Re: GPS Accuracy - how much is actually needed
Originally Posted by hellosailor
Let's see. With a chart scale of 1:25,000 and a common 0.5mm mechanical pencil, unsharpened, that pencil line would be 25,000 x 0.5mm wide in the real world. 12,500mm at 1000 mm to the meter, 12.5 meters wide.
But if you buy that mechanical pencil at a real supply store it can easily be 0.3mm lead, giving us 25,000 x 0.3mm, which will be 7.5 meters wide in the real world.
I'm not sure if you can sharpen a conventional pencil to a finer point.
Of course if the navigator is using a vintage 5/0 or 6/0 Rapid-O-Graph, they can do twice as well as that.
Personally I prefer the safety zone created by a nice dull Crayola Crayon. (G)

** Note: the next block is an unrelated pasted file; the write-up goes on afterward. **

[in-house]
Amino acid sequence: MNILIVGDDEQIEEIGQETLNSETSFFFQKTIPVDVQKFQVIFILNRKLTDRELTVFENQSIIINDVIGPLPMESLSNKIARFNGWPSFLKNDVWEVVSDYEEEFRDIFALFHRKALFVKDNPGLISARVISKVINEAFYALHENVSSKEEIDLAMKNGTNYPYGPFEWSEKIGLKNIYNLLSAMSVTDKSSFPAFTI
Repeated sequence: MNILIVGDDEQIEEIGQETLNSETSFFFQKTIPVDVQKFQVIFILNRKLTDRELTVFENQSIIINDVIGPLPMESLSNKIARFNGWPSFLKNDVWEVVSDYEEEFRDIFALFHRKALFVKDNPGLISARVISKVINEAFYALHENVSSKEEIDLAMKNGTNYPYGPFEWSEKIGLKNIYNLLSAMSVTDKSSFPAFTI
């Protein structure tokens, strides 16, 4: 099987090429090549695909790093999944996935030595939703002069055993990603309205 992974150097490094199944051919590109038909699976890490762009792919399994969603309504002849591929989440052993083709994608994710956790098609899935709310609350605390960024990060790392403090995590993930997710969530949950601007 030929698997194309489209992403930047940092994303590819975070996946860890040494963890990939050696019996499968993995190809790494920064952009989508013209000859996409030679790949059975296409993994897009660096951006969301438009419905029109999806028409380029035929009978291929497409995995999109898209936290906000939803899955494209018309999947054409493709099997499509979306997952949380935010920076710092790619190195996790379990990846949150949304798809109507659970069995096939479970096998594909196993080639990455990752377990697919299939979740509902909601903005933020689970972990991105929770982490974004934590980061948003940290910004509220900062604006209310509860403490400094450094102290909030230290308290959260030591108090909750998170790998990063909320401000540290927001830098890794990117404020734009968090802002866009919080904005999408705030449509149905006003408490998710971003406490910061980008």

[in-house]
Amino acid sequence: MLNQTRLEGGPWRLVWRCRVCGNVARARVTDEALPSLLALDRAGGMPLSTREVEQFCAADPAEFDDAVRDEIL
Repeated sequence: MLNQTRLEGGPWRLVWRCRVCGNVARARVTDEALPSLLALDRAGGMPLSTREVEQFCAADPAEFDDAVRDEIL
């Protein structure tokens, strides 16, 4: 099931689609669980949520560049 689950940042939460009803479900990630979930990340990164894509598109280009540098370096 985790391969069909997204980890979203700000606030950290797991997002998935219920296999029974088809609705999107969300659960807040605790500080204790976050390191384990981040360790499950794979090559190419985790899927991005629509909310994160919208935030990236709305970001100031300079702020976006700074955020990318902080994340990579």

But back to the OP's question: Offhand, anytime you can increase accuracy or precision, that's a good thing. What they are seeing is a signal degradation caused by the hull and deck, and that probably will increase under heavy rain and cloud cover. Ten meters, twenty meters..."Good enough for government work."
I wish you guys were around when I took my ASA 105 test. I was trying to use similar arguments to explain why it was impossible for me to get the "exact" answer that the instructor was requiring of me. He seemed clueless about significant figures, loss of precision due to subtractive analysis, magnification of errors caused by long extrapolation, etc. I still scored 95%, but on the problems where he knocked off points, he seemed to expect me to shoot a golf ball with an arrow from a mile away.
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Formerly posted as "RhythmDoctor"
1998 Catalina 250WK Take Five (at Anchorage Marina, Essington, on the Delaware River)
1991 15' Trophy (Lake Wallenpaupack)
1985 14' Phantom (Lake Wallenpaupack)